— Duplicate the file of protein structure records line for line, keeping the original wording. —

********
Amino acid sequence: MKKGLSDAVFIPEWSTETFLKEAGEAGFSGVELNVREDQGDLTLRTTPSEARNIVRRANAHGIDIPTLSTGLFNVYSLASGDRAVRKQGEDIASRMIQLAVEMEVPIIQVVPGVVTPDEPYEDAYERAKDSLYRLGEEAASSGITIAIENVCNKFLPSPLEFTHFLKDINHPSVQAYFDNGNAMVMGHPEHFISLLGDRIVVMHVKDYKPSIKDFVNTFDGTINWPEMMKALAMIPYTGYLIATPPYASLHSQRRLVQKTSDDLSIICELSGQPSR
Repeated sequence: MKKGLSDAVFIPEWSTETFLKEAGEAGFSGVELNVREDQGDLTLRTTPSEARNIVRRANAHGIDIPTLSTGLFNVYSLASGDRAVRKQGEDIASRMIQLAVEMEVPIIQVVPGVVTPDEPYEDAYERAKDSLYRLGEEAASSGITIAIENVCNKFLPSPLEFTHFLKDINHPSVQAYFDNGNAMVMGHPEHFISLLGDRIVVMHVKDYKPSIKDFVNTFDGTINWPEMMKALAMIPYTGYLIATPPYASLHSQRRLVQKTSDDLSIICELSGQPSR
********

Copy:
Amino acid sequence: MKKGLSDAVFIPEWSTETFLKEAGEAGFSGVELNVREDQGDLTLRTTPSEARNIVRRANAHGIDIPTLSTGLFNVYSLASGDRAVRKQGEDIASRMIQLAVEMEVPIIQVVPGVVTPDEPYEDAYERAKDSLYRLGEEAASSGITIAIENVCNKFLPSPLEFTHFLKDINHPSVQAYFDNGNAMVMGHPEHFISLLGDRIVVMHVKDYKPSIKDFVNTFDGTINWPEMMKALAMIPYTGYLIATPPYASLHSQRRLVQKTSDDLSIICELSGQPSR
Repeated sequence: MKKGLSDAVFIPEWSTETFLKEAGEAGFSGVELNVREDQGDLTLRTTPSEARNIVRRANAHGIDIPTLSTGLFNVYSLASGDRAVRKQGEDIASRMIQLAVEMEVPIIQVVPGVVTPDEPYEDAYERAKDSLYRLGEEAASSGITIAIENVCNKFLPSPLEFTHFLKDINHPSVQAYFDNGNAMVMGHPEHFISLLGDRIVVMHVKDYKPSIKDFVNTFDGTINWPEMMKALAMIPYTGYLIATPPYASLHSQRRLVQKTSDDLSIICELSGQPSR